Friday, 20 October 2017

Coffin Vampire Hunter Kit

Last year I saw an article about vampire hunter kits in museums and thought they were super cool. Then I read other articles about how they're fake (like this one).

Fake or not, they're still cool, so when I was perusing the dollar store just after Halloween and came across a small wooden coffin, I thought I'd make my own.

I found one again today, so it's still a craft you can put together before Halloween depending on the pieces you use (mine took a while as I bought some items from China to flesh it out).

Now, to save time I decided not to remove the metal clasp and hinges. If I did this again I would definitely remove them as they cause complications when painting, but you can do this the 'lazy' way too.
 Step one is to paint your coffin. I primed mine first with gesso (it's a base for paintings that makes the wood/canvas not soak up as much paint). I then painted the outside and the inner walls with black acrylic paint. Once it was dry, I used a spray on varnish (this protects the paint so it doesn't chip off easily). Make sure not to close the coffin until the varnish is completely dry. I ended up chipping my paint by closing it early and had to do some touch ups.

To line the inside bottom and top of the coffin I cut out red velvet paper and glued it down. Felt or craft foam would work just as well for this.


I wanted a vial of 'holy water' and so took a small glass craft jar and filled it with water. I used regular wax to seal the cork and - because I wanted to be fancy - I tied a piece of cord around the jar and used red sealing wax to hold it in place. I carved a small seal out of stamping material and pressed it into the wax, but that's not really necessary (though it does look cool). If you want to do something similar potatoes make good temporary stamps. I'm sorry about the poor photo quality. The seal has a cross with some letters next to it (it's an old Medieval design I found online). Remember that if you carve something similar, any letters need to be backwards so they'll emboss the right way around.



 For the stake, I took a stick and whittled one end into a point. I sanded it smooth and then blended some black, red, and brown paint (to look like dried blood) and smeared it on the tip.











When my pieces from China arrived, I added a mini Bible and a silver cross to the case.

And here it is, my finished Vampire Hunter Kit, ready for this Halloween.

Thursday, 19 October 2017

Shout-Out: The Innocence Treatment by Ari Goelman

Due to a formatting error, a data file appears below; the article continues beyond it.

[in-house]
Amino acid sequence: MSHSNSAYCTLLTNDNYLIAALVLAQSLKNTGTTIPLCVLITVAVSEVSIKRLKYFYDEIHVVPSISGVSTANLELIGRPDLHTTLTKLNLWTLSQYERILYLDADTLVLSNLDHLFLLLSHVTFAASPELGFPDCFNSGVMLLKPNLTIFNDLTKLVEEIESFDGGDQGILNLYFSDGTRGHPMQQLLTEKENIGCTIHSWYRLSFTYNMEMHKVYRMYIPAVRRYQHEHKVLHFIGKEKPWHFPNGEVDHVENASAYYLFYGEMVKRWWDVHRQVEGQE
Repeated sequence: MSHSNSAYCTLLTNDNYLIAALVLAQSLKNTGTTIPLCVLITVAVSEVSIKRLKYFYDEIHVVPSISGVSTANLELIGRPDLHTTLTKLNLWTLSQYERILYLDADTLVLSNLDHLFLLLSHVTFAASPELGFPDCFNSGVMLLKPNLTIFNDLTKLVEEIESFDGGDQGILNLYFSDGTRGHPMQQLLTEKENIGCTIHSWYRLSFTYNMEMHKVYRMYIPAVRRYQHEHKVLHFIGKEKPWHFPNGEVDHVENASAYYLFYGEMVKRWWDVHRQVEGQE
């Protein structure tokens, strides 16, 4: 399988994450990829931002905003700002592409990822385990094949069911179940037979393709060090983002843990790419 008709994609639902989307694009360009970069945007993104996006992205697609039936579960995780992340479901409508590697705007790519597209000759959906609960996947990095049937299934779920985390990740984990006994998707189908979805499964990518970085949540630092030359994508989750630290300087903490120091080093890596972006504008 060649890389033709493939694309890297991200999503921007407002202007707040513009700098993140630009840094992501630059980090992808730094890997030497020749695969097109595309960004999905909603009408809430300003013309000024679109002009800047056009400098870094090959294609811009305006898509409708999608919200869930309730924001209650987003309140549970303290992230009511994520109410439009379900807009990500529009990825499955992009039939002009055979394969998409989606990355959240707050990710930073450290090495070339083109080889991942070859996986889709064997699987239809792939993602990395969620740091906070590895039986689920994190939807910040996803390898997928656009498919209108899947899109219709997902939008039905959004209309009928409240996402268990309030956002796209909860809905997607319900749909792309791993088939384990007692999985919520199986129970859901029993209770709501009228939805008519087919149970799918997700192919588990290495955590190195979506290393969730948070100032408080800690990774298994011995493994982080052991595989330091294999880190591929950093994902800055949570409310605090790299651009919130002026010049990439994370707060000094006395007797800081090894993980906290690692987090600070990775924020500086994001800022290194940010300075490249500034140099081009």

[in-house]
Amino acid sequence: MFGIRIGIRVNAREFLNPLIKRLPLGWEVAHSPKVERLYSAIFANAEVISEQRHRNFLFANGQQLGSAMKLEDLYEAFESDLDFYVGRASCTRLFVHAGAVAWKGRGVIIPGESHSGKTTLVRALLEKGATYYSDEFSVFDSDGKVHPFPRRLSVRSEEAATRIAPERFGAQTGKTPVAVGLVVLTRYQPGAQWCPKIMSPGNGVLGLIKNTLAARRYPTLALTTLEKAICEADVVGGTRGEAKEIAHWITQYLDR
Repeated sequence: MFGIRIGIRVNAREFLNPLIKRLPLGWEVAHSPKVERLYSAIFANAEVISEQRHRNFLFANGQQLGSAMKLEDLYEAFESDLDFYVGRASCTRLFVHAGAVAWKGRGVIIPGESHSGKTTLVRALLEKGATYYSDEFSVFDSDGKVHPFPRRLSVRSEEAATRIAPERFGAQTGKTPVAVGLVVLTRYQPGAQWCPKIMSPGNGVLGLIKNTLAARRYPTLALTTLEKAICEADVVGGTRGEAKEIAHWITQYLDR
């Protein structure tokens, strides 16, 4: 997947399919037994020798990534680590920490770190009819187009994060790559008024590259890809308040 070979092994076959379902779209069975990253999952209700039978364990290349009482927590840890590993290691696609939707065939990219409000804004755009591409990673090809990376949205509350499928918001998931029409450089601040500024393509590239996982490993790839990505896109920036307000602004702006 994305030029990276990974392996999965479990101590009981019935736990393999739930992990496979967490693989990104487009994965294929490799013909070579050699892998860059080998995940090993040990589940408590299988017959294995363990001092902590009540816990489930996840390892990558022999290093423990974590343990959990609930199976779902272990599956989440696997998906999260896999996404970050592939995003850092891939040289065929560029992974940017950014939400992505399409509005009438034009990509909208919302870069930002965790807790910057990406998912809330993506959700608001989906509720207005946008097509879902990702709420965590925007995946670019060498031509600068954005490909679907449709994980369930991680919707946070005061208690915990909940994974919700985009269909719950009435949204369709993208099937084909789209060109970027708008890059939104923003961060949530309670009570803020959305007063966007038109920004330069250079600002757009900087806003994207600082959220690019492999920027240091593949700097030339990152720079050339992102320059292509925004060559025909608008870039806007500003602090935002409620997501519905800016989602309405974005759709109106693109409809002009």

You may believe the government protects you, but only one girl knows how they use you.

Lauren has a disorder that makes her believe everything her friends tell her-and she believes everyone is her friend. Her innocence puts her at constant risk, so when she gets the opportunity to have an operation to correct her condition, she seizes it. But after the surgery, Lauren is changed. Is she a paranoid lunatic with violent tendencies? Or a clear-eyed observer of the world who does what needs to be done?

Told in journal entries and therapy session transcripts, Ari Goelman's The Innocence Treatment is a collection of Lauren's papers, annotated by her sister long after the events of the novel. A compelling YA debut thriller that is part speculative fiction and part shocking tell-all of genetic engineering and government secrets, Lauren's story is ultimately an electrifying, propulsive, and spine-tingling read.

Wednesday, 18 October 2017

Video: Black Panther trailer

I'll admit that most of what I know about the Black Panther comes from the comic's intersection with X-Men 10 or so years ago. But this trailer looks incredible. I can't wait to see this film.

Tuesday, 17 October 2017

History Book Review: African Zion: The Sacred Art of Ethiopia by Marilyn Heldman

Pros: deals with an under researched topic, lots of high quality images, excellent supporting information for catalogue items

Cons: parts are very dry and academic, a few catalogue items have no images, out of print

The book consists of the following chapters: 1) Introduction, 2) Dreaming of Jerusalem, 3) Ethiopia Revealed: Merchants, Travellers, and Scholars, 4) Church and State: 16th to 18th Centuries, 5) Ethiopic Literature, 6) Ethiopian Manuscripts and Paleography, 7) Linear Decoration in Ethiopian Manuscripts. 
After dealing with the background information, it continues with the Catalogue, consisting of 8) Maryam Seyon: Mary of Zion, 9) Aksumite Coinage, 10) the Heritage of Late Antiquity, 11) the Zagwe Dynasty: 1137-1270, 12) the Early Solomonic Period: 1270-1527, 13) the Late Solomaic Period: 1540-1769.

I found the introduction to be quite dry and academic. While the information was interesting, the delivery was such that I had trouble paying attention. This is followed by a section on Ethiopian contact with the outside world, that is, writings about Ethiopia by outsiders, which was quite interesting and engaging. Then follows several slightly more in depth chapters dealing with the Christian church in Ethiopia through the centuries. These give a bit more grounding in the monarchy and how it used the church to maintain cohesion and power. There’s a tiny bit of information on conflicts with Muslims and contact with Europe (and Jesuits) in later centuries. The chapters on literature and manuscripts were both very interesting. I was amazed by how many Ethiopian manuscripts have been preserved via microfilm and digitization, mainly by the HMML (Hill Museum and Manuscript Library). [If you’d like to see their collection, viewing manuscripts online requires a free account. Your application is reviewed by one of their librarians before being granted.] The final chapter before looking at the manuscripts themselves gives a cursory examination of harag decoration. Similar to Celtic knotwork in appearance, harag are “a type of illumination made of bands of colored lines interlaced in a geometrical pattern and used to frame the pages of Ethiopian manuscripts” (p.63). The artwork changed over the centuries.